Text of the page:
Uterine Fibroid Embolization
Fibroid tumors are noncancerous, benign growths that develop in the muscular wall of the uterus. While fibroids do not always cause symptoms, their size and location can lead to problems for some women, including pain and heavy bleeding. They typically improve after menopause when the level of estrogen, the female hormone that circulates through the blood, decreases dramatically. However, menopausal women who are taking supplemental estrogen hormone replacement therapy may not experience relief of symptoms.
Fibroids range in size from very tiny to the size of a cantaloupe or larger. In some cases they can cause the uterus to grow to the size of a five month pregnancy or more. Fibroids may be located in various parts of the uterus. There are three primary types of uterine fibroids.
Uterine Fibroid Embolization
What are typical symptoms?
Depending on the location, size and number of fibroids, they may cause:
- Heavy, prolonged menstrual periods and unusual monthly bleeding, sometimes with clots - This often leads to anemia
- Pelvic pain
- Pelvic pressure or heaviness
- Pain in the back or legs
- Pain during sexual intercourse
- Bladder pressure leading to a constant urge to urinate
- Pressure on the bowel, leading to constipation with bloating
- Abnormally large abdomen
Who is most likely to have uterine fibroids?
Uterine fibroids are very common, although often they are very small and cause no problems. From 20 to 40 percent of women age 35 and older have uterine fibroids of significant size. African-American women are at higher risk for fibroids: as many as 50 percent have fibroids of significant size.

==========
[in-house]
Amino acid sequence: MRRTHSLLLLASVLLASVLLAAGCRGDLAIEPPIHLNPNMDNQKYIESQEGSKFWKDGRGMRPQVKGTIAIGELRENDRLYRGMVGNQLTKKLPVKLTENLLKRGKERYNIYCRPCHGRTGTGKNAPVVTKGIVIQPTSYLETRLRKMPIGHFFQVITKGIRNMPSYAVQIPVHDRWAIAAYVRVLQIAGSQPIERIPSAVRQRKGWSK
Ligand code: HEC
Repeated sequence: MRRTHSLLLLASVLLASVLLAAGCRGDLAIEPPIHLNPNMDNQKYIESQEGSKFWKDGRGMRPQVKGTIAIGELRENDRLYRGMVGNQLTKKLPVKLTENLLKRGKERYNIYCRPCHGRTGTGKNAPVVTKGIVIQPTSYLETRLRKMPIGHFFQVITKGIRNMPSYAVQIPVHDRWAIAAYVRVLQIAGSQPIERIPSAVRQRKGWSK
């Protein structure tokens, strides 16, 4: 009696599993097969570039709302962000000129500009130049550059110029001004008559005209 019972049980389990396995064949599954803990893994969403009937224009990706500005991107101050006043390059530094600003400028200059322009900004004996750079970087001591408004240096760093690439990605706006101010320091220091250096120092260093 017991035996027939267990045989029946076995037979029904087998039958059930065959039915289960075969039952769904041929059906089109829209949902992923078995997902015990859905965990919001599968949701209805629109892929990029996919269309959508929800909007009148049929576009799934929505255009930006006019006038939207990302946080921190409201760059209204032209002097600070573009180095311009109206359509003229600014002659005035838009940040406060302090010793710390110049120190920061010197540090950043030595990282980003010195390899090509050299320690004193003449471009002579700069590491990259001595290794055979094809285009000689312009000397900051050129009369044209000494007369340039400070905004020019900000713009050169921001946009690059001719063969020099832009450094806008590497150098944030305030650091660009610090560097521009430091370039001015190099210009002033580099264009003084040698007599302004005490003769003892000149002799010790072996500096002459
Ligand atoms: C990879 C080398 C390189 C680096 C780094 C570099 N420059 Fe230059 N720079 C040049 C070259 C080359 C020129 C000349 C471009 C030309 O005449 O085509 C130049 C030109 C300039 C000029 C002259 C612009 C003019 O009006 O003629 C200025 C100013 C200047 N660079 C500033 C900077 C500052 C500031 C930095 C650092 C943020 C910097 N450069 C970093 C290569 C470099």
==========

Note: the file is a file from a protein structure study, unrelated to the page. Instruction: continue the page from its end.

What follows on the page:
How are uterine fibroids diagnosed?
Fibroids are usually diagnosed during a gynecologic internal examination. Your doctor will conduct a pelvic exam to feel if your uterus is enlarged. The presence of fibroids is most often confirmed by an abdominal ultrasound. Fibroids can also be confirmed using magnetic resonance (MR) and computed tomography (CT) imaging techniques. Ultrasound, MR and CT are painless diagnostic tests. Appropriate treatment depends on the size and location of the fibroids, as well as the severity of symptoms.
How are uterine fibroids treated?
Most fibroids do not cause symptoms and are not treated. When they do cause symptoms, drug therapy is often the first step in the treatment. In many patients, symptoms are controlled with these drug treatments and no other treatment is required. Some hormone therapies do have side effects and other risks when used long term, so they are generally used temporarily. Fibroids often grow back after therapy is discontinued. The next step is to try more invasive therapy. The traditional treatment for fibroids is hysterectomy (surgical removal of the uterus). Less invasive procedures have been developed which are better tolerated by patients. These include myomectomy and uterine fibroid embolization. Myomectomy is a surgical procedure that removes visible fibroids from the uterine wall. Preservation of fertility is a potential benefit of these less invasive alternatives.
What is fibroid embolization?
It is a minimally invasive procedure, which means it requires only a tiny nick in the skin. The patient is given medicine through an IV which relaxes and relieves pain during the procedure. Fibroid embolization is performed by an interventional radiologist, a physician who is specially trained to perform this and other minimally invasive procedures.